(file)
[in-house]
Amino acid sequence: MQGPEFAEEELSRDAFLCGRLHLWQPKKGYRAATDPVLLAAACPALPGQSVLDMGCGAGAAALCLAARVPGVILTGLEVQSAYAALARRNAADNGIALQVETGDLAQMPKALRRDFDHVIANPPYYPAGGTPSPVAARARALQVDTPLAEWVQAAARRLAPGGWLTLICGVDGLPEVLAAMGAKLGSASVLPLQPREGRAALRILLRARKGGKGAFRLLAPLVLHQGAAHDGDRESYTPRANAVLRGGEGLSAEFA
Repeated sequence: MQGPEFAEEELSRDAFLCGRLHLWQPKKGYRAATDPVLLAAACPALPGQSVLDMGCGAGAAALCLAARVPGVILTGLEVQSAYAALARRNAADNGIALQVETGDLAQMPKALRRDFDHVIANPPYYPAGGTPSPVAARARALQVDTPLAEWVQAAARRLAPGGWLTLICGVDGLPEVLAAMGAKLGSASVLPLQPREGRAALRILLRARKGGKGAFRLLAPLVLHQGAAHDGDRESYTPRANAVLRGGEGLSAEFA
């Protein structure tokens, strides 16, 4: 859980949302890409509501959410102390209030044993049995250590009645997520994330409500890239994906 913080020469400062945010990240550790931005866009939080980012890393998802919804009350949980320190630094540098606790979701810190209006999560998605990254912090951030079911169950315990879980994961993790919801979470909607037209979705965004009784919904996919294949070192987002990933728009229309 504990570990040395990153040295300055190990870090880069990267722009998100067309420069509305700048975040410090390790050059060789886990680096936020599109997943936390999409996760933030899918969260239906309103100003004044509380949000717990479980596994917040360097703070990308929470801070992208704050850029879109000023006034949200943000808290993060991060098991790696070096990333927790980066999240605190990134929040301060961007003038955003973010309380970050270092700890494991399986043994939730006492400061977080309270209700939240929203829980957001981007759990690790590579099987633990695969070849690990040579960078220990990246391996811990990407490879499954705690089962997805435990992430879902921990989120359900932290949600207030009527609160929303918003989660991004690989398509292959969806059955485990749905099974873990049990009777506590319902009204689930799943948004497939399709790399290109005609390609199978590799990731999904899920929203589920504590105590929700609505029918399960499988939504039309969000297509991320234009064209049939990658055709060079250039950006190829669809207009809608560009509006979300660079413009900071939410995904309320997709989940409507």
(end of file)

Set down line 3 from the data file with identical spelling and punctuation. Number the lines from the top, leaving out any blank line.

Repeated sequence: MQGPEFAEEELSRDAFLCGRLHLWQPKKGYRAATDPVLLAAACPALPGQSVLDMGCGAGAAALCLAARVPGVILTGLEVQSAYAALARRNAADNGIALQVETGDLAQMPKALRRDFDHVIANPPYYPAGGTPSPVAARARALQVDTPLAEWVQAAARRLAPGGWLTLICGVDGLPEVLAAMGAKLGSASVLPLQPREGRAALRILLRARKGGKGAFRLLAPLVLHQGAAHDGDRESYTPRANAVLRGGEGLSAEFA